Bird Watching at Mokala

Mokala National Park owes its diversity of bird species both to its location at the transition between South Africa’s arid west and wetter eastern regions, as well as the diversity of habitats protected within its borders. To date, more than 200 species of birds have been recorded within this relatively new Park and we, not considering ourselves very proficient birders (yet) managed to tick a respectable 70 of those. These are just a few of the feathered friends we made at Mokala during our visit in April 2018.

If you’d like to learn more about Mokala National Park, why not have a read through the detailed post we did about the Park in 2016.

Mokala’s Pale Zebras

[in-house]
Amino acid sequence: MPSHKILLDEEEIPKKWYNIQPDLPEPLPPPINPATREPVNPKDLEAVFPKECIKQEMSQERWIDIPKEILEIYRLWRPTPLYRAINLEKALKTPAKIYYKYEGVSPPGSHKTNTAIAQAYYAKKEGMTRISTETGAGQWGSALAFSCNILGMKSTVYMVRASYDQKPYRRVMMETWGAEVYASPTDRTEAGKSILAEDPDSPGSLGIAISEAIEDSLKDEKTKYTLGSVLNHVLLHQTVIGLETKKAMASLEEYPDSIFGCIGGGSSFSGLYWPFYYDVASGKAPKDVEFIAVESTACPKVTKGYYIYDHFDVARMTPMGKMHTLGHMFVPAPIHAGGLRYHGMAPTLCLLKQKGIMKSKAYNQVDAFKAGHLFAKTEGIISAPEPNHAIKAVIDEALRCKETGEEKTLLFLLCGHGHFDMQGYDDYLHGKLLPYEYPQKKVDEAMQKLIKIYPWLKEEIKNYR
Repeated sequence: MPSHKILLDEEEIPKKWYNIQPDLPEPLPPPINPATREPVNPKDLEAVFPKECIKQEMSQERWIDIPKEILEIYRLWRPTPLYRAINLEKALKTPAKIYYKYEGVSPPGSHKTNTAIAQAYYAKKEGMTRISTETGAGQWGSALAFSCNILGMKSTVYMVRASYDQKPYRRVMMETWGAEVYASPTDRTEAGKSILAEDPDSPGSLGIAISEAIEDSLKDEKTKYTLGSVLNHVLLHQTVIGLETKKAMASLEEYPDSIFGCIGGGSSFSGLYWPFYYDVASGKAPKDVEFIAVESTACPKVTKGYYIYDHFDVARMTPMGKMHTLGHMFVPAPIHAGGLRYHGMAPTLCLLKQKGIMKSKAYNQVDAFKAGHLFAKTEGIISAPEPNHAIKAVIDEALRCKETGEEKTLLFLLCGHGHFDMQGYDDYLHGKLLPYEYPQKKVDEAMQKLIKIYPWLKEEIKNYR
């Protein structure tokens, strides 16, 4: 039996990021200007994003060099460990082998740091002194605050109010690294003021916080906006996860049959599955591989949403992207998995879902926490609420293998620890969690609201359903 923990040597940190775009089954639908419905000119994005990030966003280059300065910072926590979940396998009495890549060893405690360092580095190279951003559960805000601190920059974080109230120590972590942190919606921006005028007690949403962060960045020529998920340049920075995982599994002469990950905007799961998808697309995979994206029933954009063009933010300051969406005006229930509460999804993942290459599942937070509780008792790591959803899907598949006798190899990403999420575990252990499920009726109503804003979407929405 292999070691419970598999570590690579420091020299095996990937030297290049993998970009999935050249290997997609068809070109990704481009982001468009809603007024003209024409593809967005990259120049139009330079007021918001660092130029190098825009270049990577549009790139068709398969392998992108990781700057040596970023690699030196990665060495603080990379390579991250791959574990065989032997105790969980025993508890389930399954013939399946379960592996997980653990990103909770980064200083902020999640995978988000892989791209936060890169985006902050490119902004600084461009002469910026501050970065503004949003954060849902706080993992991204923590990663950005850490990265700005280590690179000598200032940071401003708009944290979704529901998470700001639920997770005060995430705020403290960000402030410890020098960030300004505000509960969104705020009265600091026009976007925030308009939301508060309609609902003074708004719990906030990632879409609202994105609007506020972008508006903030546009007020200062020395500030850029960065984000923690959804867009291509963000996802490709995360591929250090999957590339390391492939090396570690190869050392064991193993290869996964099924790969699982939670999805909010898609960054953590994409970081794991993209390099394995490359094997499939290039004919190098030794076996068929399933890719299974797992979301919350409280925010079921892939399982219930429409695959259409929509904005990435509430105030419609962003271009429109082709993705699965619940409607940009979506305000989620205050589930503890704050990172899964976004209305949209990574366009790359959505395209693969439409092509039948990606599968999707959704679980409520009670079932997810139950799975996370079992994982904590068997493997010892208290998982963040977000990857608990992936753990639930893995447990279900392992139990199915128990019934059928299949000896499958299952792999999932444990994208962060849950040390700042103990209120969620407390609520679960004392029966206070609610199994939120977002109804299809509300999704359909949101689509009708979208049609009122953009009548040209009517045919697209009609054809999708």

When the last Quagga mare died in Amsterdam Zoo in 1883, it was thought that this uniquely South African species of zebra was hunted into extinction, never to be seen again. Where once thousands of Quaggas, with their striped forequarters and brown backs and buttocks roamed the Karoo their distinct “kwa-ha-ha” calls would never be heard again. Over a century later however it was realised, through DNA analysis, that the Quagga was a localised race of the still extant Plains Zebra, and the Quagga Project came into being to try and bring them back through selective breeding. With each subsequent generation showing more and more Quagga-like characteristics, one day we may again see true-to-form Quaggas roaming their native country in vast numbers.